So is there any way to have setting-authentic lethality and long-term PC story-arcs? The concept of “Kharma Points” pointed toward a more ambitious mechanical solution to this conundrum. However, it’s also a very radical solution: Abandoning the concept of Wounds altogether and just focusing on the mechanical effects of Wounds – namely, die-penalties and death.

In this model, a PC has a number of (non-refreshing) Kharma Points equal to his Ring Ranks. So a new PC starts out with around 10, and the very most you can accumulate is around 25 (5 rings at Rank 5). There might be some tweaking of this based on whether you opt to use a “weak Ring” rule (one Ring starts at 1 and can’t go above 4) and whether you allow an Advantage to cap one Ring at 6.

Regardless, the Kharma Points are unique. You get one per Ring Rank, ever, and they don’t come back once you spend them. They can be spent for exactly two purposes:

-- To avert death.

-- To get +3k3 on any roll.

I considered putting a cap on how much Kharma a PC can accumulate(”bank”?) at one time – maybe a maximum of 10. However, given the extremely limited supply of these, I’m not sure that’s a good idea.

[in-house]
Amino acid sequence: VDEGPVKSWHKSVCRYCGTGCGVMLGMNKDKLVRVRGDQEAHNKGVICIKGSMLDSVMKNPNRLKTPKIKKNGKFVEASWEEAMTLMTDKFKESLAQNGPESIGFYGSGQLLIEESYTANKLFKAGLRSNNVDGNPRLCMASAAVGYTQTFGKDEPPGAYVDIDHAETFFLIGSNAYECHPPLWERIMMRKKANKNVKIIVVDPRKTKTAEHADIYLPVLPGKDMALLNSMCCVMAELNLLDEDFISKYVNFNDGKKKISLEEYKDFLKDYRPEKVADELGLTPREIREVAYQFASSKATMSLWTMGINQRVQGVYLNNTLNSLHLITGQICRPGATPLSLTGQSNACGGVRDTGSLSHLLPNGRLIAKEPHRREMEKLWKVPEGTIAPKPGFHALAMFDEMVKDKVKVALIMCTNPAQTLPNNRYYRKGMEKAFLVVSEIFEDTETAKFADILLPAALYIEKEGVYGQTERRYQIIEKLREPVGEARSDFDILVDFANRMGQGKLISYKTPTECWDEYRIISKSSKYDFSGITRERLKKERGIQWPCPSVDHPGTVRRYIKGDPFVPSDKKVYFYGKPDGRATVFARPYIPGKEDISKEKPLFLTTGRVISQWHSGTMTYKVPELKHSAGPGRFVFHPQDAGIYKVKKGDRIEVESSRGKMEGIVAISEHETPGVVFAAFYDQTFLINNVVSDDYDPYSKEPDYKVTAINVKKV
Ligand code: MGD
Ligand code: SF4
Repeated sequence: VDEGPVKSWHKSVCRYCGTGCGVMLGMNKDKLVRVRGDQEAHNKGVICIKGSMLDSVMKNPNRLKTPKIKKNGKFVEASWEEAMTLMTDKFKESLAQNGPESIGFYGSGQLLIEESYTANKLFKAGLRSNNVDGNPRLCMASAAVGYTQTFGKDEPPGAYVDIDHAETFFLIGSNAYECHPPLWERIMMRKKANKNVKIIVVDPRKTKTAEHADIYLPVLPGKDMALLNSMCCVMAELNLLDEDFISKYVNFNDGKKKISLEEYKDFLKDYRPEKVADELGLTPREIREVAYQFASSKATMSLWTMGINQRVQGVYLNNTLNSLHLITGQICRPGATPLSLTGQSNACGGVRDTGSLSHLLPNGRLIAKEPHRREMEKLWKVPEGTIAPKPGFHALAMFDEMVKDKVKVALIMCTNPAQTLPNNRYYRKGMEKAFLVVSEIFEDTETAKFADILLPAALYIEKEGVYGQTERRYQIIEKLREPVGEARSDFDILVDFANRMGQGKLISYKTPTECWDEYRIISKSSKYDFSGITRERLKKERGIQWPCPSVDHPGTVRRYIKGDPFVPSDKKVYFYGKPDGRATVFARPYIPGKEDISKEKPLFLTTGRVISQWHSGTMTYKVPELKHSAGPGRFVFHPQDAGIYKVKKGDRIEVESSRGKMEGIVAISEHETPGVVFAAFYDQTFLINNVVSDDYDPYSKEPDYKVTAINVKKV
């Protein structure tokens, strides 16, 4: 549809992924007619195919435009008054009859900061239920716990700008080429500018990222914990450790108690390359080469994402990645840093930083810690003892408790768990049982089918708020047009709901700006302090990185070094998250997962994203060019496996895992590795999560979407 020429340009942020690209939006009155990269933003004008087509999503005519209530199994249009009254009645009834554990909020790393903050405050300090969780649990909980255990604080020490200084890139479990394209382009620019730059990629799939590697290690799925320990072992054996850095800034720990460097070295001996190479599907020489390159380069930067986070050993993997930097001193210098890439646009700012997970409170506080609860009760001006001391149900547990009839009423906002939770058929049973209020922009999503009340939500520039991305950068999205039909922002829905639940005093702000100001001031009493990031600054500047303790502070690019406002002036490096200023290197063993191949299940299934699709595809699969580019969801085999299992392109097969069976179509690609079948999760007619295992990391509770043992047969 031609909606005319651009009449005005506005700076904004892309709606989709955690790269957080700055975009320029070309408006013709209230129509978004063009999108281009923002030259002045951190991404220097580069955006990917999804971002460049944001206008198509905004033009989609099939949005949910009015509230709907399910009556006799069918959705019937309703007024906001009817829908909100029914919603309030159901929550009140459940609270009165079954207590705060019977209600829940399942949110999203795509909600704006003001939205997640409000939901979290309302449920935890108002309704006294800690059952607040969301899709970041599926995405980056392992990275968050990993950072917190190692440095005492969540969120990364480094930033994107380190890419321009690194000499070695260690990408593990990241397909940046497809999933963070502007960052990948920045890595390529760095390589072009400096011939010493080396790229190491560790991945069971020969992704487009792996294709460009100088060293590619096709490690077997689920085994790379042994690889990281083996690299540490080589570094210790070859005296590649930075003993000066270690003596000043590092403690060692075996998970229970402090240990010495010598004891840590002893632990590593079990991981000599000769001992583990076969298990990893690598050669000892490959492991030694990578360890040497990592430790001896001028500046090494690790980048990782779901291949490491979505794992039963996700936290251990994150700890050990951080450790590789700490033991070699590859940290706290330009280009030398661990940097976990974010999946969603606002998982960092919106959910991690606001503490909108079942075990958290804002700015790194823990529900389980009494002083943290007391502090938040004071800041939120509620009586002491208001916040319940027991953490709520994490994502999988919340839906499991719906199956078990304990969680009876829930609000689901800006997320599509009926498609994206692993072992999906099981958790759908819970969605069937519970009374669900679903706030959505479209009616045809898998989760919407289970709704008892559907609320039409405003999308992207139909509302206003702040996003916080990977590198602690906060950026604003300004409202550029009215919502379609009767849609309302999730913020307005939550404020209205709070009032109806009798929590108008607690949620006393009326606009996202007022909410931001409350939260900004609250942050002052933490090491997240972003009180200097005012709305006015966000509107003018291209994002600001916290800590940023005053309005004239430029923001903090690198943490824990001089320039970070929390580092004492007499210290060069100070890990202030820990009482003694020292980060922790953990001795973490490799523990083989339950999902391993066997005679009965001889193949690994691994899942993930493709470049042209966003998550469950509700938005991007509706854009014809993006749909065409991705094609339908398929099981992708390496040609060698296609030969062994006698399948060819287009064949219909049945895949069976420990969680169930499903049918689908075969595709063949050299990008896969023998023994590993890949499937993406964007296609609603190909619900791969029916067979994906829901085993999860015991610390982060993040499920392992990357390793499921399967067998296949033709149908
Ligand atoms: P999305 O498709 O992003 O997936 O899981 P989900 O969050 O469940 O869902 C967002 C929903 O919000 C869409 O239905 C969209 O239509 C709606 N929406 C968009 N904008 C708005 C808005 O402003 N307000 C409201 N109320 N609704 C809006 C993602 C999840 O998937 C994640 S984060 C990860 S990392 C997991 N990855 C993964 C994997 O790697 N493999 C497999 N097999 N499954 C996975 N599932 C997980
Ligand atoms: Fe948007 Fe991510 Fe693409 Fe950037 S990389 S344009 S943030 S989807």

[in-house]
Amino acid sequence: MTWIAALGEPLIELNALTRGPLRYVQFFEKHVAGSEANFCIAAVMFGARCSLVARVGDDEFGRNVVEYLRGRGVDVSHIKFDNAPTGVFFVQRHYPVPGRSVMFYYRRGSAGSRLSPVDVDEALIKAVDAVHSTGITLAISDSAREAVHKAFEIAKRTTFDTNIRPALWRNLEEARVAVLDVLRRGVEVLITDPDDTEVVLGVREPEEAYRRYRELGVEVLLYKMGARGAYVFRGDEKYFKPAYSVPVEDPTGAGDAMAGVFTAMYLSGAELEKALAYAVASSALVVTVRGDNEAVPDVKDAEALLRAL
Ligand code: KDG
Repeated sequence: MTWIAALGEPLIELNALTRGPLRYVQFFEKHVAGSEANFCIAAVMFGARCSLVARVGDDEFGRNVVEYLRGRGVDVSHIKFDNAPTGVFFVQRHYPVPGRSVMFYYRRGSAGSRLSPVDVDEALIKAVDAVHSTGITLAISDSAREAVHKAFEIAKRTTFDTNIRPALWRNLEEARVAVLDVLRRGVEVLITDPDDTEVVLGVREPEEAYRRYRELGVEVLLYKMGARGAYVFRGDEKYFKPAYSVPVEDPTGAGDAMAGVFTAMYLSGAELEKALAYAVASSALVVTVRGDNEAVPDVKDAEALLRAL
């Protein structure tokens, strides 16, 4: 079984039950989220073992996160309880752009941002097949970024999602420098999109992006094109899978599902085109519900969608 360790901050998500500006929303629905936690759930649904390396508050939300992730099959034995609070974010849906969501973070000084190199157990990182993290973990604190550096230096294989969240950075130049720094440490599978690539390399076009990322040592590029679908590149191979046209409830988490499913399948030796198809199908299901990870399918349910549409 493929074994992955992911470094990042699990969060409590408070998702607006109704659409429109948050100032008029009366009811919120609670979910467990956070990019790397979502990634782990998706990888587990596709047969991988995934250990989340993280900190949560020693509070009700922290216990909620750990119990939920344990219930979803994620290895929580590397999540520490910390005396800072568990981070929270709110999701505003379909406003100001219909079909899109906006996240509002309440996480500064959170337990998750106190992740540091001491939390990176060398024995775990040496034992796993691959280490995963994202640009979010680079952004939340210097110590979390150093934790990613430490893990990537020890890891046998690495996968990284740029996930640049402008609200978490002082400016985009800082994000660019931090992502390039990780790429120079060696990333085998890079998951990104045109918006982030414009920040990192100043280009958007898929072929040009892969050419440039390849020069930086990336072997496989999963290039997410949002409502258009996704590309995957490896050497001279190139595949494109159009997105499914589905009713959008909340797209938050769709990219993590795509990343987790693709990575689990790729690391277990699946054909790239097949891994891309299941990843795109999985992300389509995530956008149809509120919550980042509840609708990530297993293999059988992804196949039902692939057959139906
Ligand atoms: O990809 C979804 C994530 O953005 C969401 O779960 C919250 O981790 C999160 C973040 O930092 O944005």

So what happens when a PC is hit?

If the hit is from a Light weapon or from a Thug, all that happens is the PC accumulating die-penalties. Each hit inflicts 1 die-penalty, although more could be inflicted if a Character attack rolls well or the Thug has special bonuses.

If the hit is from a Character wielding a lethal weapon – a katana, no-dachi, spear, naginata, Heavy Weapon, a Character-level monster’s claws and teeth, maybe even a bow if you want to put archers on par with melee fighters – it kills the PC. To avert this death, the PC spends a Kharma Point. The Kharma Point negates the death, but the PC still accumulates die-penalties as though he’s been hit – e.g. 2 or 3 dice worth, plus more for Raises.

So a Character can potentially accumulate a giant pile of die-penalties… can that eventually be lethal, or are Characters immune to being killed by Thugs or knives? Well, a Character has so many die-penalties that he can’t make an Athletics roll anymore, he also can’t move at a faster speed than crawling. And when he can’t make a Defense roll anymore, there’s nothing to stop an enemy from walking up and cutting his throat, or snapping his neck, or decapitating him. The only ways to avert these effects is to spend Void (or roll Stamina) to be able to ignore Wound Penalties for a Round… or spend a Kharma Point to not die.